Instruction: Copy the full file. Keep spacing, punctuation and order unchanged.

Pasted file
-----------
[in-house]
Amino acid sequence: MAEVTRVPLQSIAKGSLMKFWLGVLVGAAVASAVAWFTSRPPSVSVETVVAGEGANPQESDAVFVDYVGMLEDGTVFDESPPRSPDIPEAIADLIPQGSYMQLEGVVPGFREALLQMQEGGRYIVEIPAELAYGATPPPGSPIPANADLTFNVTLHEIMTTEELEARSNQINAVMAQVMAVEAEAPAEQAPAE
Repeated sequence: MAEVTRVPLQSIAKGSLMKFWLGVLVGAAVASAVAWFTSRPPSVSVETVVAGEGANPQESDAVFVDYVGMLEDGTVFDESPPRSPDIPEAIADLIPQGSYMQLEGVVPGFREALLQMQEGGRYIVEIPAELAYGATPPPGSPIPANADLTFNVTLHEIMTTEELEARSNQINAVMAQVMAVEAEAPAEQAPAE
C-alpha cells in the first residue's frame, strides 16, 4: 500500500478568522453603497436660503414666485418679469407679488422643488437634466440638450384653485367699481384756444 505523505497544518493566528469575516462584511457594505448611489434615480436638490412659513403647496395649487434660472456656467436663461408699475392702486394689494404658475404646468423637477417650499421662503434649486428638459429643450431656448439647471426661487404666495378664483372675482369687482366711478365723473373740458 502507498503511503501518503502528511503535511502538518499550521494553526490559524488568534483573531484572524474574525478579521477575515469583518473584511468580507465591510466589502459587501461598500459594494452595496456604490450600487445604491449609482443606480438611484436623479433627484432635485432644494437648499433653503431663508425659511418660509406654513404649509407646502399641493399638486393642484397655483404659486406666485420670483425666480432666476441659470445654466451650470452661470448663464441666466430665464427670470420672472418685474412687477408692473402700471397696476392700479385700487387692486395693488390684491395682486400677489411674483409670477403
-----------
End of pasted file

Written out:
[in-house]
Amino acid sequence: MAEVTRVPLQSIAKGSLMKFWLGVLVGAAVASAVAWFTSRPPSVSVETVVAGEGANPQESDAVFVDYVGMLEDGTVFDESPPRSPDIPEAIADLIPQGSYMQLEGVVPGFREALLQMQEGGRYIVEIPAELAYGATPPPGSPIPANADLTFNVTLHEIMTTEELEARSNQINAVMAQVMAVEAEAPAEQAPAE
Repeated sequence: MAEVTRVPLQSIAKGSLMKFWLGVLVGAAVASAVAWFTSRPPSVSVETVVAGEGANPQESDAVFVDYVGMLEDGTVFDESPPRSPDIPEAIADLIPQGSYMQLEGVVPGFREALLQMQEGGRYIVEIPAELAYGATPPPGSPIPANADLTFNVTLHEIMTTEELEARSNQINAVMAQVMAVEAEAPAEQAPAE
C-alpha cells in the first residue's frame, strides 16, 4: 500500500478568522453603497436660503414666485418679469407679488422643488437634466440638450384653485367699481384756444 505523505497544518493566528469575516462584511457594505448611489434615480436638490412659513403647496395649487434660472456656467436663461408699475392702486394689494404658475404646468423637477417650499421662503434649486428638459429643450431656448439647471426661487404666495378664483372675482369687482366711478365723473373740458 502507498503511503501518503502528511503535511502538518499550521494553526490559524488568534483573531484572524474574525478579521477575515469583518473584511468580507465591510466589502459587501461598500459594494452595496456604490450600487445604491449609482443606480438611484436623479433627484432635485432644494437648499433653503431663508425659511418660509406654513404649509407646502399641493399638486393642484397655483404659486406666485420670483425666480432666476441659470445654466451650470452661470448663464441666466430665464427670470420672472418685474412687477408692473402700471397696476392700479385700487387692486395693488390684491395682486400677489411674483409670477403